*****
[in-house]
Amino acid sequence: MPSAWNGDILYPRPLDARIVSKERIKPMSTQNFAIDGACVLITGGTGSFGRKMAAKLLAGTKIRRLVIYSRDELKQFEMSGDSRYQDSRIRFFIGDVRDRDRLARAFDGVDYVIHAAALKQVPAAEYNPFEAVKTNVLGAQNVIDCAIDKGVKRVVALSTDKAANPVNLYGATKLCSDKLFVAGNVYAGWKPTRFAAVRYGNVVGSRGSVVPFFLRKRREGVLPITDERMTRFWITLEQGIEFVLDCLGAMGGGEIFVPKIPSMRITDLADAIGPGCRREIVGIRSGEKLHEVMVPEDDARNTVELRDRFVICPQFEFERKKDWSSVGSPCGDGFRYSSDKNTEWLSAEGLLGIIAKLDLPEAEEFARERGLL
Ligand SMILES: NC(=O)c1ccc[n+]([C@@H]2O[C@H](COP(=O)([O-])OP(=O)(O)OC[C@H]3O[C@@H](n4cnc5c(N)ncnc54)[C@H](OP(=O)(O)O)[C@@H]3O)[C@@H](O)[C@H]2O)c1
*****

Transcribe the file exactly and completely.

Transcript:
[in-house]
Amino acid sequence: MPSAWNGDILYPRPLDARIVSKERIKPMSTQNFAIDGACVLITGGTGSFGRKMAAKLLAGTKIRRLVIYSRDELKQFEMSGDSRYQDSRIRFFIGDVRDRDRLARAFDGVDYVIHAAALKQVPAAEYNPFEAVKTNVLGAQNVIDCAIDKGVKRVVALSTDKAANPVNLYGATKLCSDKLFVAGNVYAGWKPTRFAAVRYGNVVGSRGSVVPFFLRKRREGVLPITDERMTRFWITLEQGIEFVLDCLGAMGGGEIFVPKIPSMRITDLADAIGPGCRREIVGIRSGEKLHEVMVPEDDARNTVELRDRFVICPQFEFERKKDWSSVGSPCGDGFRYSSDKNTEWLSAEGLLGIIAKLDLPEAEEFARERGLL
Ligand SMILES: NC(=O)c1ccc[n+]([C@@H]2O[C@H](COP(=O)([O-])OP(=O)(O)OC[C@H]3O[C@@H](n4cnc5c(N)ncnc54)[C@H](OP(=O)(O)O)[C@@H]3O)[C@@H](O)[C@H]2O)c1